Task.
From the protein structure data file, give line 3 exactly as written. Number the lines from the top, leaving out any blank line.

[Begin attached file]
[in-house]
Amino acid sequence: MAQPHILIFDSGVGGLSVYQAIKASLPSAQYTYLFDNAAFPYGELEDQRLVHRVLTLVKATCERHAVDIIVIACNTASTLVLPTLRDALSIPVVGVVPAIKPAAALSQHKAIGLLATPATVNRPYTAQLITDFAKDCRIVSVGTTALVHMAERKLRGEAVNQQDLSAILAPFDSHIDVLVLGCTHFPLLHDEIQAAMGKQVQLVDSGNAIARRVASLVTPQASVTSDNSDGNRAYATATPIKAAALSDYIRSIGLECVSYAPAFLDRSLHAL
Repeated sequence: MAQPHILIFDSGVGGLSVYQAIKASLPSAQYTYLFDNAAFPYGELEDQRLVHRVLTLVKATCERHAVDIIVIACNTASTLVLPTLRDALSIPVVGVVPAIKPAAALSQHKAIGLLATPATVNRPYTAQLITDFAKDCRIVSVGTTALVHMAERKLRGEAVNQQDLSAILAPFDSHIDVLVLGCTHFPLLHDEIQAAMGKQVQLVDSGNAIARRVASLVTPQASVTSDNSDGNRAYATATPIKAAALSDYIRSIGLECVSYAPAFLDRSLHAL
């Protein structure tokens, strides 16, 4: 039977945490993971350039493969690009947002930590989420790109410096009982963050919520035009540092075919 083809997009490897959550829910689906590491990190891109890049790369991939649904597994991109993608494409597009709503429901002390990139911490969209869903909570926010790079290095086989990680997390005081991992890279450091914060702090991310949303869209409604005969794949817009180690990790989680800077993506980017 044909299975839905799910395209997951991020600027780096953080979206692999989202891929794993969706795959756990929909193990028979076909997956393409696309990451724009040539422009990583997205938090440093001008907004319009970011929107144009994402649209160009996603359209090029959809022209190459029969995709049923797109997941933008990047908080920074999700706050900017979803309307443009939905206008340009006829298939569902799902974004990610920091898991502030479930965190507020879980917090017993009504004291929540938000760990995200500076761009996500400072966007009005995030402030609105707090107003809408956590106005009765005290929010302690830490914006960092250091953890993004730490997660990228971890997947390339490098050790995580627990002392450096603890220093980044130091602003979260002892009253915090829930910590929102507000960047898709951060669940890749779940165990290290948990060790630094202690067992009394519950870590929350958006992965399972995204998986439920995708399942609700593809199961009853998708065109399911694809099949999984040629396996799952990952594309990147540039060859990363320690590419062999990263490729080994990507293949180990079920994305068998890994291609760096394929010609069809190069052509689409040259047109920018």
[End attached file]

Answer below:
Repeated sequence: MAQPHILIFDSGVGGLSVYQAIKASLPSAQYTYLFDNAAFPYGELEDQRLVHRVLTLVKATCERHAVDIIVIACNTASTLVLPTLRDALSIPVVGVVPAIKPAAALSQHKAIGLLATPATVNRPYTAQLITDFAKDCRIVSVGTTALVHMAERKLRGEAVNQQDLSAILAPFDSHIDVLVLGCTHFPLLHDEIQAAMGKQVQLVDSGNAIARRVASLVTPQASVTSDNSDGNRAYATATPIKAAALSDYIRSIGLECVSYAPAFLDRSLHAL